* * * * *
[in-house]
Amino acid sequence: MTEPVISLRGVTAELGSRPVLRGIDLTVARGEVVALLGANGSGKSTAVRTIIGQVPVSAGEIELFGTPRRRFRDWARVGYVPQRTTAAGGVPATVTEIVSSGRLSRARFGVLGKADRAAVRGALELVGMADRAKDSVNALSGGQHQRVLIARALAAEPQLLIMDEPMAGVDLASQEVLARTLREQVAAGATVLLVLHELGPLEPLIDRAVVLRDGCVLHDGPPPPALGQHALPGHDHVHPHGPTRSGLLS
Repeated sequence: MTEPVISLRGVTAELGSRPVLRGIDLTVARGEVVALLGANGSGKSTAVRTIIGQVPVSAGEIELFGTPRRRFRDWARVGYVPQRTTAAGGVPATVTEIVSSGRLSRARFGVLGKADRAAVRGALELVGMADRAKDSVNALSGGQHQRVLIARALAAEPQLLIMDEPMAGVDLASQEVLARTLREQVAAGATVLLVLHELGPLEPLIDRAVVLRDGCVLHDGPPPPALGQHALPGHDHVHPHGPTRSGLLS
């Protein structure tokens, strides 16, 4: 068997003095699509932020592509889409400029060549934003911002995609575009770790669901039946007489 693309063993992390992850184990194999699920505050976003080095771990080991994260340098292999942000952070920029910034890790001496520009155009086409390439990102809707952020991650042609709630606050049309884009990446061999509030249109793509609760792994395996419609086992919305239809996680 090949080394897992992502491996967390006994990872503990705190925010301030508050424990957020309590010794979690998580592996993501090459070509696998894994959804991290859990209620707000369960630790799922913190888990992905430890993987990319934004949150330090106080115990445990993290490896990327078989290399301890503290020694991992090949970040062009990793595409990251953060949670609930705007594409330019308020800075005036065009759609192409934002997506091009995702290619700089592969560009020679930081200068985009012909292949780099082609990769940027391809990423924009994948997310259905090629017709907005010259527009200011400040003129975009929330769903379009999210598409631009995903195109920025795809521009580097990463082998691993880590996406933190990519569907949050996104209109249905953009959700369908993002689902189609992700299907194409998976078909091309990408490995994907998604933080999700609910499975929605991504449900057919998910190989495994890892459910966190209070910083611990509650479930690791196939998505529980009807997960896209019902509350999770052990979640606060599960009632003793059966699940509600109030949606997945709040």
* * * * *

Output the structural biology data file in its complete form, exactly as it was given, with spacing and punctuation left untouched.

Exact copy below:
[in-house]
Amino acid sequence: MTEPVISLRGVTAELGSRPVLRGIDLTVARGEVVALLGANGSGKSTAVRTIIGQVPVSAGEIELFGTPRRRFRDWARVGYVPQRTTAAGGVPATVTEIVSSGRLSRARFGVLGKADRAAVRGALELVGMADRAKDSVNALSGGQHQRVLIARALAAEPQLLIMDEPMAGVDLASQEVLARTLREQVAAGATVLLVLHELGPLEPLIDRAVVLRDGCVLHDGPPPPALGQHALPGHDHVHPHGPTRSGLLS
Repeated sequence: MTEPVISLRGVTAELGSRPVLRGIDLTVARGEVVALLGANGSGKSTAVRTIIGQVPVSAGEIELFGTPRRRFRDWARVGYVPQRTTAAGGVPATVTEIVSSGRLSRARFGVLGKADRAAVRGALELVGMADRAKDSVNALSGGQHQRVLIARALAAEPQLLIMDEPMAGVDLASQEVLARTLREQVAAGATVLLVLHELGPLEPLIDRAVVLRDGCVLHDGPPPPALGQHALPGHDHVHPHGPTRSGLLS
């Protein structure tokens, strides 16, 4: 068997003095699509932020592509889409400029060549934003911002995609575009770790669901039946007489 693309063993992390992850184990194999699920505050976003080095771990080991994260340098292999942000952070920029910034890790001496520009155009086409390439990102809707952020991650042609709630606050049309884009990446061999509030249109793509609760792994395996419609086992919305239809996680 090949080394897992992502491996967390006994990872503990705190925010301030508050424990957020309590010794979690998580592996993501090459070509696998894994959804991290859990209620707000369960630790799922913190888990992905430890993987990319934004949150330090106080115990445990993290490896990327078989290399301890503290020694991992090949970040062009990793595409990251953060949670609930705007594409330019308020800075005036065009759609192409934002997506091009995702290619700089592969560009020679930081200068985009012909292949780099082609990769940027391809990423924009994948997310259905090629017709907005010259527009200011400040003129975009929330769903379009999210598409631009995903195109920025795809521009580097990463082998691993880590996406933190990519569907949050996104209109249905953009959700369908993002689902189609992700299907194409998976078909091309990408490995994907998604933080999700609910499975929605991504449900057919998910190989495994890892459910966190209070910083611990509650479930690791196939998505529980009807997960896209019902509350999770052990979640606060599960009632003793059966699940509600109030949606997945709040």